Most male dancers are there to accent the ballerinas, turn them gracefully, and most especially make sure they are not hurt (“Don’t drop the girl”!), but when Yevgeniy Svetlitsa came flying on stage as Prince Desire, it was clear he is a master of his art and a joy to behold. Now, to have one great male dancer is wonderful, but we were delighted again in a later pas de deux to see Constantine Mayorov performing similar excellent leaps and turns with precision and power.

Great ballet is a display of skill, strength, grace, and artistic sense that requires years of training and on-going practice. To see this familiar tale portrayed in dance to such wonderful music was a delight; all in all, an excellent night out. Our only complaint, our good old Pantages Theater in Tacoma, a classic building filled with faded elegance, needs new chairs. A short performance is fine, but full length performances are physically taxing; perhaps there is a rich patron in the audience somewhere who could do something about it.

If you wish to see beautiful dance at the highest level, consider The Russian Grand Ballet next time they come to America. Alas, you have missed them for this year. They are headed home after a tour that lasted from Sept 20th through Oct 29th–36 performances all over the country, with only 4 days off, a grueling schedule. But then again, they are dancers. I have had the pleasure of associating at least somewhat with dancers and musicians, artists and actors, my entire adult life. Dancers in particular often display an interesting pattern–they may practice all day and perform all evening, then for relaxation have a nice meal and do what? Go dancing!

Art Garfunkel, Bridging the Waters

Some very dear friends kindly took us to Art Garfunkel’s recent concert at the Pantages Theater in Tacoma, WA. It was a delightful, very rewarding evening. His was the clear tenor voice that made possible the wonderful Simon and Garfunkel music that those of us of a certain age associate with our high school and college years. But this was not simply a series of old songs re-sung; this performance included newer songs with old favorites, interwoven with the artist’s delightful commentary on life, often in poetic form. (He protested applying that high-sounding term, poetry, to his writings, but since the English Department includes free verse under its definition of poetry, we will too.)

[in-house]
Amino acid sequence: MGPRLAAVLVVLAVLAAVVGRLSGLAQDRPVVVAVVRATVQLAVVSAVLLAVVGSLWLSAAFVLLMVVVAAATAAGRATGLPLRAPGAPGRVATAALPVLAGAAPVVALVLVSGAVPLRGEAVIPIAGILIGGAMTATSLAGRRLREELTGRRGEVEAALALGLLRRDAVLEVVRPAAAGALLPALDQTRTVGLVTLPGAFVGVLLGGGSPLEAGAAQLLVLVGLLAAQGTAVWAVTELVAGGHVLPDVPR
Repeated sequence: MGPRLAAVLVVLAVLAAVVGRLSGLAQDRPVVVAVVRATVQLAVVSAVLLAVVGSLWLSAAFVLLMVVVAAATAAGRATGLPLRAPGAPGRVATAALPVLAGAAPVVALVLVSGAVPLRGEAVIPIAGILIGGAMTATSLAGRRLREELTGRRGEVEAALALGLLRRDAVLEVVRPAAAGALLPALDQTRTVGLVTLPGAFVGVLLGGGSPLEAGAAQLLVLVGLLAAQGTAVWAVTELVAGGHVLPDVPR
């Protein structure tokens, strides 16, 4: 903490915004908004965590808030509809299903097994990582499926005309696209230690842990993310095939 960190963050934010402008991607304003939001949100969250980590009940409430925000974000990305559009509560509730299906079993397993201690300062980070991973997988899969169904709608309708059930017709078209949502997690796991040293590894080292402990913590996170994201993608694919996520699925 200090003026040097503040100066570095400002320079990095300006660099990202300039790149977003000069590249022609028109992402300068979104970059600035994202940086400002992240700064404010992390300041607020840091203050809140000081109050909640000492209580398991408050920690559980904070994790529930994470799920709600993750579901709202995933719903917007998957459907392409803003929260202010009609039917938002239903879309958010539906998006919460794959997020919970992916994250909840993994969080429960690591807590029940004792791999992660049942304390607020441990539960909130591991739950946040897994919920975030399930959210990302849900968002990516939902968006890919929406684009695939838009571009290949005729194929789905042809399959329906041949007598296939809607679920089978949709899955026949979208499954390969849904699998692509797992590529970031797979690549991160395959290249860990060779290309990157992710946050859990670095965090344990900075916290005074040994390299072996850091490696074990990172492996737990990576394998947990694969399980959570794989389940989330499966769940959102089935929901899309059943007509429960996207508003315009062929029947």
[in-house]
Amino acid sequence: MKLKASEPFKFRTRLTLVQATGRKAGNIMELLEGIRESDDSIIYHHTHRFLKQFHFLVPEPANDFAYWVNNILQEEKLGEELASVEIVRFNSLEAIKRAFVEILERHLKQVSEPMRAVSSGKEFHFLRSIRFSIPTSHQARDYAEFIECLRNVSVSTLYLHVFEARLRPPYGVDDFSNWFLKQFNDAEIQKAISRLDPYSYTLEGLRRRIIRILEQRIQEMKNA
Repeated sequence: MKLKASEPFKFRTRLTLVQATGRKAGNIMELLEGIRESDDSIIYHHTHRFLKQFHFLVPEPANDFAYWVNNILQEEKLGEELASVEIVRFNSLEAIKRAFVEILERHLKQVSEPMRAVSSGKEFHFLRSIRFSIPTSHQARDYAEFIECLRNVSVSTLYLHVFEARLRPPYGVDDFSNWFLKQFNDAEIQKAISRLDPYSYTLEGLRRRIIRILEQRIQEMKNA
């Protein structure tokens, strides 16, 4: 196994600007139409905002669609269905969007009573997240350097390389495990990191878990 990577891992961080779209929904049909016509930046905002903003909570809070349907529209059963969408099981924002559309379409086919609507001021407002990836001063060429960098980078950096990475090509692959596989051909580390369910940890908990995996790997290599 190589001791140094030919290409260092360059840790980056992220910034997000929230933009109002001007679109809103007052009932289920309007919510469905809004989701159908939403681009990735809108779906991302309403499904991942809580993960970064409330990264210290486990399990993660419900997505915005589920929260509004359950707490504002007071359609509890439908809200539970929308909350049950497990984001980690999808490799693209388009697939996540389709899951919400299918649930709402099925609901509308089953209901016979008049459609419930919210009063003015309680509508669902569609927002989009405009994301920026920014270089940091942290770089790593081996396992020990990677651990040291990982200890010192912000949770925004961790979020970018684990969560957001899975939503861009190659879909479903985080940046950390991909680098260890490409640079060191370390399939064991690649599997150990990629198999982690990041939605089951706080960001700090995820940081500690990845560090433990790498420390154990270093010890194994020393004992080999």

There is a spirit of mature melancholy in Garfunkel’s music and musings. Not the adolescent angst we knew so long ago, but the reflective thoughts and feelings of one who has experienced life, known great success and great loss and success returned again. “Artie” lost his voice in 2009 and labored diligently to regain it. He succeeded well. The result is not only a beautiful voice, but the sense of a great artist who is also humble, a rare and wonderful thing in our age of self-promoting demagoguery.

The greater losses, though, were of loved ones lost in death’s dateless night. Here Garfunkel revealed his love of family and friends: his beloved wife and children, also his intermittent relationship with childhood friend and youthful collaborator, Paul Simon. He also revealed his faith in God and devotion to the more important things of life. As a boy he served as a cantor, and included in the concert a too-brief excerpt of Hebrew a cappella. Even without the touch of echo added by the sound engineer, it was heavenly, an angel’s song.

Garfunkel’s concluding number was a rendition of Bridge Over Troubled Waters which he characterized as a “rehearsal” of a work-in-progress. There was no piano; all his accompaniment was by a very fine guitarist. Nevertheless, this adaptation of an old favorite was simply outstanding, very fine. Standing ovations generally are over-done, but in this case, I was happy to join the crowd in standing for a great artist in the humane tradition. Long may he perform.

Here is a link to his website where you may be able to find a performance near you:

http://www.artgarfunkel.com/

 

Best Wishes.